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George Schlukbier is the North American innovator who in the 1990s built Nando, one of the early websites offered by a daily newspaper (The News & Observer of Raleigh, North Carolina), and NandO Times, an early and much-copied online newspaper. He later built Total Sports as an early online sports information source.
In 1993, The News & Observer hired Schlukbier as director of its newly formed New Media division.
Editor Frank Daniels III set Schlukbier to work creating an on-line presence for the N&O. Schulkbier assembled a technical and editorial staff to carry out his ideas for an interactive service that would appeal to young people—a crucial and shrinking readership for U.S. newspapers. His first step was to purchase an existing internet access provider. Then he joined with the N&O Newspapers in Education program to make NandO IAP access free to all North Carolina schools. Once familiar with the internet and with NandO's offerings, students wanted access to its chatrooms and games at home.
Schlukbier, the vice-president of NandO, worked with Daniels, Seth Effron, and Eric Harris in developing Nando Times as an interactive online newspaper offering a full menu of news, sports, and features from local to international. It became forerunner of the hundreds of such newspaper sites that popped up over the following decade.
McClatchy Newspapers (coincidentally, Schlukbier's former employer) purchased the News & Observer and its chain of smaller publications in 1995. Frank Daniels III left the newspaper, which had been owned and run by generations of his family, in favor of online ventures such as KOZ community news. He took Schlukbier with him.
Daniels merged KOZ with Total Sports Publishing of Kingston, New York, known for its Total Baseball encyclopedia. The publishing arm, under founder John Thorn, continued to produce highly regarded sports books, including Total Hockey. Schlukbier became president and chief operating officer of Total Sports, charged with building a multifaceted online sports news information service. Assembling a staff made up, in large part, of the same people who had helped create NandO, Schlukbier accomplished this. The company offered subscribers instant access to scores, statistics and standings. Total Sports' landed a contract with the collegiate Atlantic Coast Conference to provide live online coverage of ACC games, a novelty at the time.
A falling out with Daniels and the board of directors led to Schlukbier's resignation from Total Sports in May 2000. The company was sold later that year to Quokka Sports, Inc., of San Francisco.
Born in 1951 in Germany, Schlukbier was the younger of two sons of a career U.S. military officer. His father was of German-American immigrant stock and his mother was of Norwegian-American extraction. The family lived on or near Air Force bases around the United States as the boys grew up. George Schlukbier spent his teen years and early adulthood in San Diego, California. After graduating from the University of California, San Diego, with a degree in comparative literature, he moved to Vermont and then to Montreal, Quebec, Canada, where he earned a master's degree in library science from McGill University.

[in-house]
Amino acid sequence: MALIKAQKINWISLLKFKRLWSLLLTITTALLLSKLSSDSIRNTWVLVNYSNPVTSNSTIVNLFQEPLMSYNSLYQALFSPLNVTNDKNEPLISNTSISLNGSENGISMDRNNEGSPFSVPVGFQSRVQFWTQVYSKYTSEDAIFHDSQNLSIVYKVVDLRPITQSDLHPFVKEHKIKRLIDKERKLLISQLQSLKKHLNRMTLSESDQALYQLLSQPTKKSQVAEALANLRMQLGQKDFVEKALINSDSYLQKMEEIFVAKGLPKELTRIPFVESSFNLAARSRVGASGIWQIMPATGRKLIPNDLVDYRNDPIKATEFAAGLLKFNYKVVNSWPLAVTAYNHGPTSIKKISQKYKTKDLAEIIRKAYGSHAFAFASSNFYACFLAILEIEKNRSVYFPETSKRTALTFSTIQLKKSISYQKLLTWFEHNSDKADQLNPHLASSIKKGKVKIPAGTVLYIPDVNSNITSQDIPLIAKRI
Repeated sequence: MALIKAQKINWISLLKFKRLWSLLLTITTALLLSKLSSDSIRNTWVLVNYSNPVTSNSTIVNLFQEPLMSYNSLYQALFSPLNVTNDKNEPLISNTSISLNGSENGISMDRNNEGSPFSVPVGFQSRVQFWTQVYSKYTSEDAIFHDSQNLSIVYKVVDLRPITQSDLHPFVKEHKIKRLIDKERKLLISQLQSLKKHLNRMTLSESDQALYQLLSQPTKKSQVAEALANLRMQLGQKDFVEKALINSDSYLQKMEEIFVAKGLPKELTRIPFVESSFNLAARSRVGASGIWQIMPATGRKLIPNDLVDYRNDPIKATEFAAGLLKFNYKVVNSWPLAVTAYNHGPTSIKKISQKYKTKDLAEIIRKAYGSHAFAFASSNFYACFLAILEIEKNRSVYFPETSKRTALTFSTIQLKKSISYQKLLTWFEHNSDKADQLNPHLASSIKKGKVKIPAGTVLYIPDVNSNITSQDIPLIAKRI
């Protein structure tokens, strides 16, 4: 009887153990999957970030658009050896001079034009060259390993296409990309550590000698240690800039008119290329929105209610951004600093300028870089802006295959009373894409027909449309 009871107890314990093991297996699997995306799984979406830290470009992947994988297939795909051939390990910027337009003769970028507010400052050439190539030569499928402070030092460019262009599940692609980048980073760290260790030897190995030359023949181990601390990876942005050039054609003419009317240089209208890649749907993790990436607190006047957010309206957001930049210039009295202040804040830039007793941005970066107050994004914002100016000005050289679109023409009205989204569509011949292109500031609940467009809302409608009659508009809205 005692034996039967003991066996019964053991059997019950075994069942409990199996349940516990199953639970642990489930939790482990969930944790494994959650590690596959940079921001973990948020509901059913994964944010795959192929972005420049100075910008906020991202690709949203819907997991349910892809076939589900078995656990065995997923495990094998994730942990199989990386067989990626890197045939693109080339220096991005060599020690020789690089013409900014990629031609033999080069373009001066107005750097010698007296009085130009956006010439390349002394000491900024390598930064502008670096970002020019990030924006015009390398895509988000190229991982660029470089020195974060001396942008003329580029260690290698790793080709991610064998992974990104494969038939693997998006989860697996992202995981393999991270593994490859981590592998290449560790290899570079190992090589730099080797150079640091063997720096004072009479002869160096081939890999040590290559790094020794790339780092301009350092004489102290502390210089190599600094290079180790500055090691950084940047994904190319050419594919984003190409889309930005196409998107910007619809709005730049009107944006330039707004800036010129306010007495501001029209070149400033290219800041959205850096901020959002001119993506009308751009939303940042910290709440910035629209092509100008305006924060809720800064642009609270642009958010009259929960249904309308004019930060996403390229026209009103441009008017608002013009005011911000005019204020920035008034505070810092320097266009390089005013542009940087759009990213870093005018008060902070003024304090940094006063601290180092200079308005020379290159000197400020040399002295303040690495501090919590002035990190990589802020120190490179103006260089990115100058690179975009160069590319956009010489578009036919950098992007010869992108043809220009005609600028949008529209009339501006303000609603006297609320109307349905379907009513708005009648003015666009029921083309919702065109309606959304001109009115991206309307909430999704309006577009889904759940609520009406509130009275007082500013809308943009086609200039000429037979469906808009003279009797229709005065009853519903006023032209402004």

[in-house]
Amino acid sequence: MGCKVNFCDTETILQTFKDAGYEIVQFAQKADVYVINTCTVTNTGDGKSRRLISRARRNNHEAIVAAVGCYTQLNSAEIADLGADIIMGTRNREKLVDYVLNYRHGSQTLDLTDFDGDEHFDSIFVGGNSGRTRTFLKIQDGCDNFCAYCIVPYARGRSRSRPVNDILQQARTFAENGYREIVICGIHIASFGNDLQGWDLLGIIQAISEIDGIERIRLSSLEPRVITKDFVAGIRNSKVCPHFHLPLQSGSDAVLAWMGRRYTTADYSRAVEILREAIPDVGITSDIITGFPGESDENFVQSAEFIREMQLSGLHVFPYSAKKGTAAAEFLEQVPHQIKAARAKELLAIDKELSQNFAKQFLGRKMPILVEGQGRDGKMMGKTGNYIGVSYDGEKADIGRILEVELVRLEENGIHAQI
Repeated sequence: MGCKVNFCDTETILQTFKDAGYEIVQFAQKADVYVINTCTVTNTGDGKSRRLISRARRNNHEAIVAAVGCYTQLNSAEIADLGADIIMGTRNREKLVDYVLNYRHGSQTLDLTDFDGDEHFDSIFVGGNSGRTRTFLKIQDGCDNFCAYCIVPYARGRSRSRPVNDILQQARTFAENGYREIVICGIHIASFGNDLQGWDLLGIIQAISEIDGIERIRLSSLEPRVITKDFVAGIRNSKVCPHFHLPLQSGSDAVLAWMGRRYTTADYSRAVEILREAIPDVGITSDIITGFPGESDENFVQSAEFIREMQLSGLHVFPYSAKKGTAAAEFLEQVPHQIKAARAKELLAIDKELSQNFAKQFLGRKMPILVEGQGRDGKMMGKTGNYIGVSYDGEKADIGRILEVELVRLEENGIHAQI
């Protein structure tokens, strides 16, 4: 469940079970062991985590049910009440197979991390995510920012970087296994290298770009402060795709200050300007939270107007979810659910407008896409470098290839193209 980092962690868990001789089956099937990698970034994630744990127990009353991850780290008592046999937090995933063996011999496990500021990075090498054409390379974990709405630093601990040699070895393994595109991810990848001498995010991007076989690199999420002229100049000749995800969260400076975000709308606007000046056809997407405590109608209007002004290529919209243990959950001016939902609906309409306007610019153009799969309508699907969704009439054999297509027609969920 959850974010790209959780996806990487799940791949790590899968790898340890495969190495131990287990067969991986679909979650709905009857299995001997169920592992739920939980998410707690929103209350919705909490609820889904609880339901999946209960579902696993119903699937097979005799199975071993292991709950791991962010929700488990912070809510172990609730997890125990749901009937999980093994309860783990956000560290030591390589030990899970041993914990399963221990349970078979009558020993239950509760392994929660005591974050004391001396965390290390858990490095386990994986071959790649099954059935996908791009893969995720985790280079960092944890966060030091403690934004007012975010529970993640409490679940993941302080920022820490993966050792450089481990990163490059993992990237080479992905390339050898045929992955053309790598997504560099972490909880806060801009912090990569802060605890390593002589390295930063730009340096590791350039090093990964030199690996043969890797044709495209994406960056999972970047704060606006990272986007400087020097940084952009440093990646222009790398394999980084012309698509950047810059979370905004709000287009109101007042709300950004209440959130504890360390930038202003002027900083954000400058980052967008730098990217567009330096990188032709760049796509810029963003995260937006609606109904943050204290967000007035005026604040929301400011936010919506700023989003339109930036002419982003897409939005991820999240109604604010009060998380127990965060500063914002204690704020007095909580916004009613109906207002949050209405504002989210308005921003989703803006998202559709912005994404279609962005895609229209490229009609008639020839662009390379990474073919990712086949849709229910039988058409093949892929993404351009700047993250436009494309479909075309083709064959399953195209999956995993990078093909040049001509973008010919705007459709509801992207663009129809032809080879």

Settling north of Toronto, Ontario in the 1970s, Schlukbier founded Info Bank, a company that was ahead of its time in anticipating the information age. Although the time and technology for Info Bank had not arrived, the experience he gained pointed to his later work with internet companies. He also worked as a newspaper librarian in Toronto.
As a public librarian in York Township, Ontario, Schlukbier helped bring the library into the new age of digital catalogues and computer access.
Return to California
Schlukbier returned to California in the 1980s when Gregory Favre, executive editor of the Sacramento Bee, hired him to update its news "morgue," or newspaper library. From Sacramento, Schlukbier began reaching out to the Bee's sister newspapers in communities including Fresno, California, Anchorage, Alaska, and Kennewick, Washington. For the Bee's parent company, McClatchy he became point man in coordinating new technology for information storage and retrieval. This work brought him to Daniels' attention.
Digital news archives
Schlukbier in 2004 accepted a position with the Office of Strategic Initiatives at the U.S. Library of Congress, to shape its efforts in digital preservation of newspapers and other periodicals. In 2006 he joined Content Conversion Specialists of Hamburg, Germany, a technology company serving publishers, libraries, archives, and other repositories of printed matter in need of digital conversion.
From 2011 to 2013 Schlukbier served as editor-in-chief of Best Thinking, a general-interest website, and Thinker Books, its affiliated e-book publishing enterprise. He left that position to concentrate on the print-publishing company Black Kettle Books, which he co-founded and which he operates as managing partner, and on a reconstituted Total Sports (again teamed with John Thorn, among other partners), which is now a developer of sports information apps for smart phones and tablet devices. .
- Columbia Journalism Review 
- Exploring the New Media, UVa Continuing Education 
- National Digital Newspaper Project Architecture 
- Raleigh News & Observer news archive 
- Library of Congress Digital Preservation 
- Content Conversion Specialists 
- The McClatchy Company 
- NandO becomes McClatchy Interactive 
- Edgar Online 
- Triangle Business Journal 
- Schlukbier Consultants 
- Best Thinking 
- Thinker Books